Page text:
The System Logging Dæmons, syslogd and klog
There are some drawbacks to using the “out-of-the-box” Red Hat syslog.conf file. Notably, all “actions” are basically to write to local files. The syslogd dæmon can do much more than that. Let's take a look at actions next.
Actions may send messages to any of these destinations:
A regular file: this is what you see in our example. This is simply the name of a file to which the message is appended.
A named pipe: named pipes, or FIFOs (First-In, First-Out), are a simple form of inter-process communication supported by Linux and many other operating systems. You create a named pipe with the mkfifo command; a FIFO appears in the file system. You tell syslogd it is writing to a FIFO instead of a file by putting a pipe character (|) in front of the FIFO name. Take a look at the man pages for mkfifo, both the command and the system call, and the man page for “fifo”, which is a description of the special file. You read and write FIFOs with the normal file system calls. A description of FIFO programming is beyond our scope, although I can highly recommend the excellent book UNIX Network Programming by W. Richard Stevens, from Prentice-Hall.
A terminal or console: if you specify a tty device (such as /dev/console), syslogd is smart enough to figure out that it is a device, not a file, and treat it accordingly. This can be fun if you have a dumb terminal—you can send all your messages to /dev/ttyS1 (for example) and get all your messages on the terminal screen while you work on your console. This is state-of-the-art 1970 technology—I love glass teletypes!
A remote machine: now this is the true power. Let's assume you have many Linux boxes on a network. Do you want to log in to each to check their logs for certain conditions? Of course you don't, and you don't have to. Optionally, the syslogd listens on the network for messages as well. Just put an at sign (@) followed by the host name:
This last will send all critical and above messages from all facilities to sol.n0zes.ampr.org, which will then apply its own syslog.conf file to save them. Syslogd will not forward a message received from the network to another host: in other words, you get one and only one hop. This may be overridden with switches when syslogd is invoked. It seems like a reasonable thing to do, since even the possibility of circular message routing would be enough to scare the dickens out of any network administrator.
This capability has obvious advantages for centralized logging and log scanning for security violations and so forth. It also has obvious deficiencies. It is hard to maintain a complete log when your network is down. Take advantage of the fact that you can route messages to more than one action by making sure every message finds its way to a file before you send it to remote logger.
One feature that newer users of Linux may not be aware of is console messaging. This isn't used very much any more, thanks to talk and irc and other much more interactive “chat” mechanisms with much cleaner user interfaces. You can, however, send a text message to any user logged in to your system with the “write” command. This is an unpopular facility for several reasons. First, in today's windowed environments, a user probably has many “terminals” active and it is hard to know which one to write to. Second, if they are in the middle of some intense full-screen activity (such as editing a large file with vi) and you blast a bunch of text at them that confuses their editor and screws up their screen, they will not like you very much. Most Linuxes I have seen default their users to messaging being off. This facility uses the same ability to write to a user's console to send messages directly to their screen. Just put a comma-separated list of user names as the action. Save this for truly critical stuff. You might turn this on to try it, but I bet you will turn it off again before too long.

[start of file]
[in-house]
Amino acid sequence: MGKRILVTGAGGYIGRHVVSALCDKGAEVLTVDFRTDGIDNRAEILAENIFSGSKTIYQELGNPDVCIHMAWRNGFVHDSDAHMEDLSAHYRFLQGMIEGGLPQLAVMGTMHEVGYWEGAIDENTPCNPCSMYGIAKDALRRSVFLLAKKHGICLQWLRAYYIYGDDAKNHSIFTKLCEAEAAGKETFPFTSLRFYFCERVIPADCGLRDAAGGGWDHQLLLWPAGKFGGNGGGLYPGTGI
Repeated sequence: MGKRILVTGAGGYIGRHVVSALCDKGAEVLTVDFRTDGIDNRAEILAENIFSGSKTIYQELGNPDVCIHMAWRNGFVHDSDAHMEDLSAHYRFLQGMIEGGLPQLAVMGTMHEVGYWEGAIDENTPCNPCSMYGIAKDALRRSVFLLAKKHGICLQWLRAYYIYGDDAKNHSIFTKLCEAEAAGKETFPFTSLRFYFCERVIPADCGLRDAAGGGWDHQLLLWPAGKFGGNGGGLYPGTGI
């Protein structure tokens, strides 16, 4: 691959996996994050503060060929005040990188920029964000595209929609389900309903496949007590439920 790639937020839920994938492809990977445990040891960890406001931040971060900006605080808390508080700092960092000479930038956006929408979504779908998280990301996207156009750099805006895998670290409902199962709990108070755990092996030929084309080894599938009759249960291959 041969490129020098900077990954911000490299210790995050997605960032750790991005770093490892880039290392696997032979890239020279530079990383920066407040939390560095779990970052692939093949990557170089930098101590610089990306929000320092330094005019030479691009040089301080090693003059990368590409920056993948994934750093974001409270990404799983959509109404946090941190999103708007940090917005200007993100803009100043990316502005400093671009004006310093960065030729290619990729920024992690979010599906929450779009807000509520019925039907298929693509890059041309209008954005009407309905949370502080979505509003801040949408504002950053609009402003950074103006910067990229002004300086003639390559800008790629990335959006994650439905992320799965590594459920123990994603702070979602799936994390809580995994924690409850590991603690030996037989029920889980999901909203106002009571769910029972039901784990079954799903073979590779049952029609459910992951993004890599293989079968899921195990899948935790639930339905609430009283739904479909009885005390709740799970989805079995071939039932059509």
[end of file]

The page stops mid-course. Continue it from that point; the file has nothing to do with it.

There is a similar method, called wall or write-to-all. This lets you send a text message to every user logged in to the system. The superuser can do this whether you choose to accept messages or not. This is how shutdown sends its warning messages. You can have syslogd send a message to everyone by this mechanism by specifying an asterisk (*) as the action. Save this one for the most dire of dire messages, if you must use it. This should be used for warning of an impending crash—anything less is probably overkill.
Practical Task Scheduling Deployment
July 20, 2016 12:00 pm CDT
One of the best things about the UNIX environment (aside from being stable and efficient) is the vast array of software tools available to help you do your job. Traditionally, a UNIX tool does only one thing, but does that one thing very well. For example, grep is very easy to use and can search vast amounts of data quickly. The find tool can find a particular file or files based on all kinds of criteria. It's pretty easy to string these tools together to build even more powerful tools, such as a tool that finds all of the .log files in the /home directory and searches each one for a particular entry. This erector-set mentality allows UNIX system administrators to seem to always have the right tool for the job.
Cron traditionally has been considered another such a tool for job scheduling, but is it enough? This webinar considers that very question. The first part builds on a previous Geek Guide, Beyond Cron, and briefly describes how to know when it might be time to consider upgrading your job scheduling infrastructure. The second part presents an actual planning and implementation framework.
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